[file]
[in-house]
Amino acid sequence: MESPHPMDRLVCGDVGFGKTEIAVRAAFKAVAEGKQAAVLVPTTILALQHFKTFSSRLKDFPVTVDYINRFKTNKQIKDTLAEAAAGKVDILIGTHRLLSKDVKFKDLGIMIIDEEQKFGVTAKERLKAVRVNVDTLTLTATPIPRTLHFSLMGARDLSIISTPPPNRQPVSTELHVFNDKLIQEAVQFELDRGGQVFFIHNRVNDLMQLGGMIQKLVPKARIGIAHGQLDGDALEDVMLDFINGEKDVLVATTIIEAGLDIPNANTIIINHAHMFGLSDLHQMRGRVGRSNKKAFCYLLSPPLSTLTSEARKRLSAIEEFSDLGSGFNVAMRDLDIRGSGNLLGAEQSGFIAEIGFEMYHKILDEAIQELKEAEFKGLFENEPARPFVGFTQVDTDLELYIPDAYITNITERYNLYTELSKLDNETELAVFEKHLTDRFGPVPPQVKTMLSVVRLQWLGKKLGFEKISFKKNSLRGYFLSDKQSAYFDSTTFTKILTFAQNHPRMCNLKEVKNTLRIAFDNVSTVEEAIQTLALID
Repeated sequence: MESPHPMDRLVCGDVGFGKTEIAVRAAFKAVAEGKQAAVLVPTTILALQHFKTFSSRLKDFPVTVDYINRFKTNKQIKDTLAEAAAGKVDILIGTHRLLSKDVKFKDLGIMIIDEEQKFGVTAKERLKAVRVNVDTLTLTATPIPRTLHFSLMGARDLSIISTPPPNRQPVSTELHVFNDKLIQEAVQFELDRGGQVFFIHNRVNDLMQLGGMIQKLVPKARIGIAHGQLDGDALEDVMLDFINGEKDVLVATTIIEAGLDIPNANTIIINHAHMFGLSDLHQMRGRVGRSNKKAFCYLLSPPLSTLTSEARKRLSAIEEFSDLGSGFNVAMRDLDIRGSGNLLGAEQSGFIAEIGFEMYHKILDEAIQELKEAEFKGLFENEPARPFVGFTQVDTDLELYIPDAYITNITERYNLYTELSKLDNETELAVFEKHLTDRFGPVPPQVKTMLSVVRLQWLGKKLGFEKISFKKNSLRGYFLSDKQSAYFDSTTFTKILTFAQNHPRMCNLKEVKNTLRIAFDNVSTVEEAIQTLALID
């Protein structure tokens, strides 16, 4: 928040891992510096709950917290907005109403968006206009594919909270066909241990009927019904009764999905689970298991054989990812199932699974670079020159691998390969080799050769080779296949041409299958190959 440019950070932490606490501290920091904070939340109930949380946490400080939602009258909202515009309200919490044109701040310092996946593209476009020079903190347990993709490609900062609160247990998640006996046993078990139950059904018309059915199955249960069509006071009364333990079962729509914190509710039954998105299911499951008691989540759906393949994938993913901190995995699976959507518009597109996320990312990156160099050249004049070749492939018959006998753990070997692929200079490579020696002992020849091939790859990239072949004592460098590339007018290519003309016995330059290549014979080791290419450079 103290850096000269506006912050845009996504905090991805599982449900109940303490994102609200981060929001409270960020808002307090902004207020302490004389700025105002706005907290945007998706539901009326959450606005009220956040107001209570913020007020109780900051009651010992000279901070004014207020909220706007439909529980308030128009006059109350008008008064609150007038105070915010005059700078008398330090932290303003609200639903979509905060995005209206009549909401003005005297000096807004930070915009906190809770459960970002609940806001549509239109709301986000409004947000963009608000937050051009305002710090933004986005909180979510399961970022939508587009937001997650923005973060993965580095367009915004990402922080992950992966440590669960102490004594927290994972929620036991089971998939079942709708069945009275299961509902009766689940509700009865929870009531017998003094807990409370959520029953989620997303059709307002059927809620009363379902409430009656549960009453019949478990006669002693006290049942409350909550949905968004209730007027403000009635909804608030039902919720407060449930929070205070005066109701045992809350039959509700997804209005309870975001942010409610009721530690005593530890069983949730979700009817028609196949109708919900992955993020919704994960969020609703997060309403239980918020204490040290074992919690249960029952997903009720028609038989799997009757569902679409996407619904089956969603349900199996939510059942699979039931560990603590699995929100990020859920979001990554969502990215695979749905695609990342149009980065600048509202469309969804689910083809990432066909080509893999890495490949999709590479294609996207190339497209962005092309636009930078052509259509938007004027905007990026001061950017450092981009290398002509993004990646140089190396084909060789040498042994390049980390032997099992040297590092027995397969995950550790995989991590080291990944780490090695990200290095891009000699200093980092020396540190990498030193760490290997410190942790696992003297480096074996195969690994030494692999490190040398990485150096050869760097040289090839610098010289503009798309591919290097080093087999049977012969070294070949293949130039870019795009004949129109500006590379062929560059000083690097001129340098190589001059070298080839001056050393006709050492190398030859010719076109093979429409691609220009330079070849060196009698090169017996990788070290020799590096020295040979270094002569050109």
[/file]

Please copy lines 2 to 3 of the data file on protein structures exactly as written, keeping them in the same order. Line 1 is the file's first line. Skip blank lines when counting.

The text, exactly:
Amino acid sequence: MESPHPMDRLVCGDVGFGKTEIAVRAAFKAVAEGKQAAVLVPTTILALQHFKTFSSRLKDFPVTVDYINRFKTNKQIKDTLAEAAAGKVDILIGTHRLLSKDVKFKDLGIMIIDEEQKFGVTAKERLKAVRVNVDTLTLTATPIPRTLHFSLMGARDLSIISTPPPNRQPVSTELHVFNDKLIQEAVQFELDRGGQVFFIHNRVNDLMQLGGMIQKLVPKARIGIAHGQLDGDALEDVMLDFINGEKDVLVATTIIEAGLDIPNANTIIINHAHMFGLSDLHQMRGRVGRSNKKAFCYLLSPPLSTLTSEARKRLSAIEEFSDLGSGFNVAMRDLDIRGSGNLLGAEQSGFIAEIGFEMYHKILDEAIQELKEAEFKGLFENEPARPFVGFTQVDTDLELYIPDAYITNITERYNLYTELSKLDNETELAVFEKHLTDRFGPVPPQVKTMLSVVRLQWLGKKLGFEKISFKKNSLRGYFLSDKQSAYFDSTTFTKILTFAQNHPRMCNLKEVKNTLRIAFDNVSTVEEAIQTLALID
Repeated sequence: MESPHPMDRLVCGDVGFGKTEIAVRAAFKAVAEGKQAAVLVPTTILALQHFKTFSSRLKDFPVTVDYINRFKTNKQIKDTLAEAAAGKVDILIGTHRLLSKDVKFKDLGIMIIDEEQKFGVTAKERLKAVRVNVDTLTLTATPIPRTLHFSLMGARDLSIISTPPPNRQPVSTELHVFNDKLIQEAVQFELDRGGQVFFIHNRVNDLMQLGGMIQKLVPKARIGIAHGQLDGDALEDVMLDFINGEKDVLVATTIIEAGLDIPNANTIIINHAHMFGLSDLHQMRGRVGRSNKKAFCYLLSPPLSTLTSEARKRLSAIEEFSDLGSGFNVAMRDLDIRGSGNLLGAEQSGFIAEIGFEMYHKILDEAIQELKEAEFKGLFENEPARPFVGFTQVDTDLELYIPDAYITNITERYNLYTELSKLDNETELAVFEKHLTDRFGPVPPQVKTMLSVVRLQWLGKKLGFEKISFKKNSLRGYFLSDKQSAYFDSTTFTKILTFAQNHPRMCNLKEVKNTLRIAFDNVSTVEEAIQTLALID